Until now, my reactions to the work of Korean director Hong Sang-soo have vacillated between frustration and guarded enthusiasm, so I'm happy to report that his latest, Night and Day got me but good. The irony in this case—for you, rather than myself, alas—is that the prospects for this 140-minute sex comedy/drama to gain any kind of meaningful U.S. release are dim indeed. Meaning the likelihood of you being able to see it will also be quite dim, unless you can make it to the festival...or find a sympathetic and helpful Korean DVD vendor.
The picture begins with the swellings of Beethoven's 7th and a voice-over informing us that our hero, kitsch painter Sung-nam Kim (Yeong-ho Kim), having smoked marijuana for the first time in his life with an American student...then having been named by that American student after an arrest, took the first flight to Paris to avoid getting arrested himself.
Kim is quite the specimen. Tall and rather hulking, with bulging fingernails and a permanently passive but inquisitive expression pasted to his mug, he rather reminds one of the inarticulate, socially awkward lugs that pop up in Bruno Dumont's films. Kim's habit of carrying his personal items in various cheap colored plastic deli bags is also deeply disconcerting. But Kim seems barely cognizant of his own luggishness as he plunges headlong into a series of relationships with various Korean women in Paris, including an old girlfriend who drily informs him that she had six abortions when they were together over a decade ago. And then there's a pair of roommates, and, as is so common, the one who's interested in sleeping with Kim, Kim isn't interested in sleeping with; and the one Kim is interested in sleeping with tells Kim point blank that she prefers the company of women. Nothing is static in any of these situations, so we're not surprised to see Kim sexually rejected by the woman who was supposed to have been interested in him—for instance. Oh, and did we mention that Kim has a wife back in Korea?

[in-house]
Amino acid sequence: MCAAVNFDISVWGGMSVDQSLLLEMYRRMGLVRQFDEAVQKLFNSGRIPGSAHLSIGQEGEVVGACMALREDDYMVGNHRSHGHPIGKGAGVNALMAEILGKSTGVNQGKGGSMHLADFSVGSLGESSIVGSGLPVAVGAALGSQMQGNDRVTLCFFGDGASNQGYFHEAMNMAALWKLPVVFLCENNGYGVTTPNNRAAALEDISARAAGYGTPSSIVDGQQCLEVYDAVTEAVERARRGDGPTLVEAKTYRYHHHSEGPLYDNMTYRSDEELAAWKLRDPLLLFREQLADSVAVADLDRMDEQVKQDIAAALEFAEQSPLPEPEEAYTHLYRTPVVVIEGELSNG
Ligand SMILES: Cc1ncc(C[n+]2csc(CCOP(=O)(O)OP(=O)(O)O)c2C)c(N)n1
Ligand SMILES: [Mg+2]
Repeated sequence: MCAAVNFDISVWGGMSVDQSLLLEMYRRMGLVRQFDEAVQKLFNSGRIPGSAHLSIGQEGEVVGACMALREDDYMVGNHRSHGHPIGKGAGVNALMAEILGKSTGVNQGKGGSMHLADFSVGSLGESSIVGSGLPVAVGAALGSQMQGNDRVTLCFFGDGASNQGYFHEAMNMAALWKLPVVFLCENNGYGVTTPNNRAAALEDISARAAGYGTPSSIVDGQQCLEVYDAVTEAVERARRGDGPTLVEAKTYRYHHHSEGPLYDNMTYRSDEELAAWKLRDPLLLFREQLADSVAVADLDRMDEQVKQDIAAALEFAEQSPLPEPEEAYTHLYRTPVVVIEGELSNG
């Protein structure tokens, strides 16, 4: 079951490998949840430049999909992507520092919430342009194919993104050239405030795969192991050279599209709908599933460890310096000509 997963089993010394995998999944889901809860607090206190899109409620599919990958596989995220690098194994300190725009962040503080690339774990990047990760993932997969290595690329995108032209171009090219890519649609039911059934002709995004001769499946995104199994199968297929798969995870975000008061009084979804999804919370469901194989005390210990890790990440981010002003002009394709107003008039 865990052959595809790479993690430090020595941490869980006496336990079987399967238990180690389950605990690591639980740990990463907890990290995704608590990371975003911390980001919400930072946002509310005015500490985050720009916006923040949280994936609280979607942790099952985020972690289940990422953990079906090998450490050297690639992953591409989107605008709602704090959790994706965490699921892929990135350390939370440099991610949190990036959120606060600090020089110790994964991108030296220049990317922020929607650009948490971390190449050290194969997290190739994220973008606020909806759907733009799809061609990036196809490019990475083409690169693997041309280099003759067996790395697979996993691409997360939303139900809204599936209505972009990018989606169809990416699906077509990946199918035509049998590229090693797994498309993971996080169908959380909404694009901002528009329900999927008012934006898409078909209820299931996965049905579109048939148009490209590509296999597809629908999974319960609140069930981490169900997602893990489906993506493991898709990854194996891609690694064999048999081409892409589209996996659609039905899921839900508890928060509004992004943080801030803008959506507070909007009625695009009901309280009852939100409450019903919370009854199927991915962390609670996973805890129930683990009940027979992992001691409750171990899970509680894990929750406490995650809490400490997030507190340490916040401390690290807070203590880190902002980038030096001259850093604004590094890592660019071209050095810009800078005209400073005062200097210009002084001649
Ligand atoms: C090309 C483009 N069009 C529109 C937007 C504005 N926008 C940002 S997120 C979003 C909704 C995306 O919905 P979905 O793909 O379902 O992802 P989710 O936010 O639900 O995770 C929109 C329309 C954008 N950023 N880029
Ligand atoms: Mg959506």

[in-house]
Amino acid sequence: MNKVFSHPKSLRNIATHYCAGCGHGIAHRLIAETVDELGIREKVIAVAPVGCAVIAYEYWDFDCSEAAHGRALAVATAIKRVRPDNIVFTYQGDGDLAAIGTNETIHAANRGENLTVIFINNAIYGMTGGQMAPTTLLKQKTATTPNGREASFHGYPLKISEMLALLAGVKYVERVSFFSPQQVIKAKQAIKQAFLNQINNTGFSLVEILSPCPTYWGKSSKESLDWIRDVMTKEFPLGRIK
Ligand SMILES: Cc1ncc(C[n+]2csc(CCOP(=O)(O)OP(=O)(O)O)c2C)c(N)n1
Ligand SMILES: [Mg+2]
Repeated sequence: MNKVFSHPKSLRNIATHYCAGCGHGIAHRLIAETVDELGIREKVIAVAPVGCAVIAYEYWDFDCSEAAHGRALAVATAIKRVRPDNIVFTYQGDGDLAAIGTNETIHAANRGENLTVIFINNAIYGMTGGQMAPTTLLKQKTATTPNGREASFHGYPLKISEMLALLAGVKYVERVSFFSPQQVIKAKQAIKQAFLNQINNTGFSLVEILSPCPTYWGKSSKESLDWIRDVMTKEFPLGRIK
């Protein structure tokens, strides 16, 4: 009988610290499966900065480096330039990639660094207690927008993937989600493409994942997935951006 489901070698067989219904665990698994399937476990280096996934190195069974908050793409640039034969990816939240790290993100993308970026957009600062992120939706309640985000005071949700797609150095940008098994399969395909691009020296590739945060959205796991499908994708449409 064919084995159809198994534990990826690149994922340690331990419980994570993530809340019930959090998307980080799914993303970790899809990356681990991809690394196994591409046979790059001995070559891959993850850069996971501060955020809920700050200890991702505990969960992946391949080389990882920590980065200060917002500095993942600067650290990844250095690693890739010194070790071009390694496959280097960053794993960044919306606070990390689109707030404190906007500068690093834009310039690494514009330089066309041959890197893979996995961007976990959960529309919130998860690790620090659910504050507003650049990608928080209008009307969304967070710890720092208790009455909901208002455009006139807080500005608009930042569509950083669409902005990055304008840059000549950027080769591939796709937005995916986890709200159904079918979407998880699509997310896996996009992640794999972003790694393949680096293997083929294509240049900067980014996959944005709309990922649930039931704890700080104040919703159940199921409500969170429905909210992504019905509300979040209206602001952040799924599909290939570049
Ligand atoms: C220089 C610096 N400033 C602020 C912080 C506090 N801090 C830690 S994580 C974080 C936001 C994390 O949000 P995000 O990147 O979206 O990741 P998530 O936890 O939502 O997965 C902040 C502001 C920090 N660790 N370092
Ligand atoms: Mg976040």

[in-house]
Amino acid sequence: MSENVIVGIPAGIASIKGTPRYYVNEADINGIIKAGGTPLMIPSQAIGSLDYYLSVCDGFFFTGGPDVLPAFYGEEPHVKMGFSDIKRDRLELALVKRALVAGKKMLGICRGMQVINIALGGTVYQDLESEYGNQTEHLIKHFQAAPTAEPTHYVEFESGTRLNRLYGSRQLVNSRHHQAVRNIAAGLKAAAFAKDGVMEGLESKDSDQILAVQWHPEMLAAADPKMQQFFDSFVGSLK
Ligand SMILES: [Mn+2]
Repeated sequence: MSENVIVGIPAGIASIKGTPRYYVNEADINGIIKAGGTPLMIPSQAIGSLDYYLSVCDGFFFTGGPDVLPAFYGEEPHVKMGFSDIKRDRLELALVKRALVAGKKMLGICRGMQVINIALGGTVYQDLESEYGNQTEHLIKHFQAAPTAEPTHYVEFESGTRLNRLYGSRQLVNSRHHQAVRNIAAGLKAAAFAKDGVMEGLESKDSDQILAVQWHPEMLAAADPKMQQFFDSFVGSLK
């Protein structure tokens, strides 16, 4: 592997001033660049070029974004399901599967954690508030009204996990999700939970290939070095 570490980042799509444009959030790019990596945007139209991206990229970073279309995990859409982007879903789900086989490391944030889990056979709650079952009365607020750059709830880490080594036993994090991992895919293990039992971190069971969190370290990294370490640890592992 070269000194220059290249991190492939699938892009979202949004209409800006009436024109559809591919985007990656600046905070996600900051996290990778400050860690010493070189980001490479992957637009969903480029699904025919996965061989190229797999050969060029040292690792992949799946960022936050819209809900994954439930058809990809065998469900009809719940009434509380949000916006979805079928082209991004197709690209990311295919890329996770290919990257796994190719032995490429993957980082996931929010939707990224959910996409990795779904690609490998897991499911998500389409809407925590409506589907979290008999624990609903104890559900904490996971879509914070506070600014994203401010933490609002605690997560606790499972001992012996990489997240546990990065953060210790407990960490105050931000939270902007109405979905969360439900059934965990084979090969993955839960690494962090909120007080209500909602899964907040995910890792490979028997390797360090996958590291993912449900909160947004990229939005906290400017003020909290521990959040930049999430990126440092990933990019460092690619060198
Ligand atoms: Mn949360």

Given its very explicit sex talk and the serious emotional dysfunction of nearly all its characters—and, yes, its generous length—Night and Day sometimes plays like a Korean take on Eustache's The Mother and the Whore. Only minus the lost idealism, and filtered through some vintage Woody Allen. For this is, in fact, one of Hong's most laugh-out-loud hilarious films, largely on account of the hapless Kim, who seems constitutionally incapable of doing or saying the right thing at any given time. "I like the image...but not the title," he dopily muses, standing in front of Courbet's "L'Origine du Monde" on a visit to the Musee d'Orsay. The character is a disconcertingly honest portrait of male sexual desire at its most abjectly fumbling, and Hong's film is is one of the most acute depictions of how male sexual desire often gets its way, for all that. Unlike longtime Hong champion Manohla Dargis, who lamented in the Times that this picture is "bloated," I believe Hong needs to draw things out here so as to make his theme really register. So many times watching this I thought, "This is what people mean when they talk about 'painfully funny'."